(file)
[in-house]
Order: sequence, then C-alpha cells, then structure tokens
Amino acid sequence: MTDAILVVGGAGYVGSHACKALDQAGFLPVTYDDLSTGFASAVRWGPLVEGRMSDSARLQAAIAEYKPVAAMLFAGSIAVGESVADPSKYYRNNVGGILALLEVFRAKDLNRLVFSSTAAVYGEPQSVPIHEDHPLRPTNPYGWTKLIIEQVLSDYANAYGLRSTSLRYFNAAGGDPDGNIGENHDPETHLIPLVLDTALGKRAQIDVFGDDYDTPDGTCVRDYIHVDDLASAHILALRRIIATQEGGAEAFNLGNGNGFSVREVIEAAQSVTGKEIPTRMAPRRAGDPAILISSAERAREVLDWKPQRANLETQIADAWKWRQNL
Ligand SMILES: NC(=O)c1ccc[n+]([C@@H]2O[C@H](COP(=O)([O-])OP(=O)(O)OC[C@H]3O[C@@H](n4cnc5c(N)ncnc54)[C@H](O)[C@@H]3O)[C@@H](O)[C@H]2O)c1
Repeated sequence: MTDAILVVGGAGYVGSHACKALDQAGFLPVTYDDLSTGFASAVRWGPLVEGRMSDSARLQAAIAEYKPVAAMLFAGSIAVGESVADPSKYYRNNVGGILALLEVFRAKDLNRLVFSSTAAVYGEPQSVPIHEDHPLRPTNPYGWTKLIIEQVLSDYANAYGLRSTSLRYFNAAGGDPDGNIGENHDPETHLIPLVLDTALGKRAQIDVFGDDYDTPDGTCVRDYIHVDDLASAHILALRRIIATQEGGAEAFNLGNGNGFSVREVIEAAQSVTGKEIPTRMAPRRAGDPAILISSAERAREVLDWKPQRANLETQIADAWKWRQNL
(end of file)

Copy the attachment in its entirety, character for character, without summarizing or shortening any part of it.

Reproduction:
[in-house]
Order: sequence, then C-alpha cells, then structure tokens
Amino acid sequence: MTDAILVVGGAGYVGSHACKALDQAGFLPVTYDDLSTGFASAVRWGPLVEGRMSDSARLQAAIAEYKPVAAMLFAGSIAVGESVADPSKYYRNNVGGILALLEVFRAKDLNRLVFSSTAAVYGEPQSVPIHEDHPLRPTNPYGWTKLIIEQVLSDYANAYGLRSTSLRYFNAAGGDPDGNIGENHDPETHLIPLVLDTALGKRAQIDVFGDDYDTPDGTCVRDYIHVDDLASAHILALRRIIATQEGGAEAFNLGNGNGFSVREVIEAAQSVTGKEIPTRMAPRRAGDPAILISSAERAREVLDWKPQRANLETQIADAWKWRQNL
Ligand SMILES: NC(=O)c1ccc[n+]([C@@H]2O[C@H](COP(=O)([O-])OP(=O)(O)OC[C@H]3O[C@@H](n4cnc5c(N)ncnc54)[C@H](O)[C@@H]3O)[C@@H](O)[C@H]2O)c1
Repeated sequence: MTDAILVVGGAGYVGSHACKALDQAGFLPVTYDDLSTGFASAVRWGPLVEGRMSDSARLQAAIAEYKPVAAMLFAGSIAVGESVADPSKYYRNNVGGILALLEVFRAKDLNRLVFSSTAAVYGEPQSVPIHEDHPLRPTNPYGWTKLIIEQVLSDYANAYGLRSTSLRYFNAAGGDPDGNIGENHDPETHLIPLVLDTALGKRAQIDVFGDDYDTPDGTCVRDYIHVDDLASAHILALRRIIATQEGGAEAFNLGNGNGFSVREVIEAAQSVTGKEIPTRMAPRRAGDPAILISSAERAREVLDWKPQRANLETQIADAWKWRQNL